The Republican Party appears to be stepping up its efforts to capitalize on the grassroots energy of the Tea Party movement, with two of the GOP’s most prominent Washington leaders announcing plans to work with the Tea Partiers. But some Tea Party activists are less than happy about the news.
Michael Steele, the chairman of the Republican National Committee, will meet today with a group of Tea Party leaders from around the country. And John Boehner, the House Minority Leader, will speak at a Tax Day event in April organized by the Orlando Tea Party, that group announced yesterday.
The effort by to align the GOP with the Tea Party movement is not new. Last April, when tea partying was in its infancy, the RNC created a web page, still active today, that allows users to send a “virtual tea bag” — as well as a postcard with an anti-tax message — to Democratic leaders.
But the outreach bid seems to have kicked into high gear of late. Steele’s sitdown with the Tea Partiers, first reported by Politico, comes weeks after Sarah Palin, the party’s most recent vice presidential nominee, made a bid to be the de facto leader of the movement with a speech at a national Tea Party convention.
Regarding today’s meeting, Steele told TPM in a statement:
The Republican Party has always been a grassroots party and I respect the healthy debate that is going on in the states. It is extremely important to find common ground and fight together for smaller government, lower taxes and free enterprise. As Chairman I will continue to listen and work with the tea party movement to elect officials that represent these principles.
Karin Hoffman, the South Florida Tea Party leader who organized the meeting, told Politico that the confab doesn’t mean compromising the movement’s independence. “It is not a melding” Hoffman said. “It is not an effort to absorb it. We’re still maintaining our autonomy. It’s just a discussion — and that’s what the grass-roots has wanted to have from the beginning.”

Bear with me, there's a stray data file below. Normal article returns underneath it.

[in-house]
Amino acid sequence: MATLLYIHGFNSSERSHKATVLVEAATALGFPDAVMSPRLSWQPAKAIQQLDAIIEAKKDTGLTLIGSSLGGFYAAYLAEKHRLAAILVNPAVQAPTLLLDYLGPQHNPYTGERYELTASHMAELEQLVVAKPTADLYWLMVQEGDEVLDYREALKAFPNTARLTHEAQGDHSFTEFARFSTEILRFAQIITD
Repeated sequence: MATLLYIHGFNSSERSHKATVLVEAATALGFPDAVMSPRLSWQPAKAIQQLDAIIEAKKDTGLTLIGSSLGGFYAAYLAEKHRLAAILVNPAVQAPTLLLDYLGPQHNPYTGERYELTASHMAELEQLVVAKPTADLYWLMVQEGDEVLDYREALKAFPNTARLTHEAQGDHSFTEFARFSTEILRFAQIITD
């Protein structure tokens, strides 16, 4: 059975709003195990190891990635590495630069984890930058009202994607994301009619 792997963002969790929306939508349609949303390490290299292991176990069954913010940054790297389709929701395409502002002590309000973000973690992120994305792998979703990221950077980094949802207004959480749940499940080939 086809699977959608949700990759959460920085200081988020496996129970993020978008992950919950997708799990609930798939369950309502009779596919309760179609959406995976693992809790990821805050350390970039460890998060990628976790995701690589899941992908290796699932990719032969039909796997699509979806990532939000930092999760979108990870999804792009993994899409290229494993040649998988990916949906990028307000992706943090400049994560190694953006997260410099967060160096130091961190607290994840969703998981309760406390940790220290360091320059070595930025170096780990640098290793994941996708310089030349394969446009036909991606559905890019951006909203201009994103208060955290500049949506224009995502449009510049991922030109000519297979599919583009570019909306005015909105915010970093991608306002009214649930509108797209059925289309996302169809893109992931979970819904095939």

But some Florida Tea Partiers are questioning that strategy — and Hoffman’s credentials as a leader. Everett Wilkinson, another South Florida Tea Party activist, told TPMmuckraker in an email: “It is our belief that the political parties are a major reason why America is broke and heading toward bankruptcy.” Wilkinson accused Hoffman of falsely representing herself as South Florida Tea Party leader.
As for Boehner, he’ll be joined at the Tax Day event by Rep. Steve King (R-IA), the far-right lawmaker who spoke in November at the Tea Party infused rally on the steps of the Capitol organized by Rep. Michele Bachmann (R-MN). The GOP House leader recently told conservative radio host Mike Gallagher, who will also appear at the Orlando event: “There really is no difference between what Republicans believe in and what the tea party activists believe in.”
But not all Tea Partiers see things that way. In an email to TPMmuckraker, Robin Stublen, another Florida-based Tea Party activist who has argued previously against working with the GOP, warned of “a back door attempt by the RNC to put their ‘stamp’ on the movement that welcomes all conservatives regardless of political party.”
That’s not the only ongoing sign of rancor within the famously fractious movement. In announcing the event in a press release, the Orlando Tea Party wrote:
NOTE: We are NOT affiliated nor believe in the tactics of the so-called Florida Tea Party political party. We represent the tea party movement, made up of every-day citizens getting involved in the political process to take our country back and return it to our founding principles.
That’s a reference to the Tea Party of Florida, a political party created and registered by an Orlando-based GOP political consultant and his partner — an effort that several Florida Tea Party activists have denounced.
Additional reporting by Christina Bellantoni
Late Update: The dissent within Tea Party circles over the meeting is getting louder.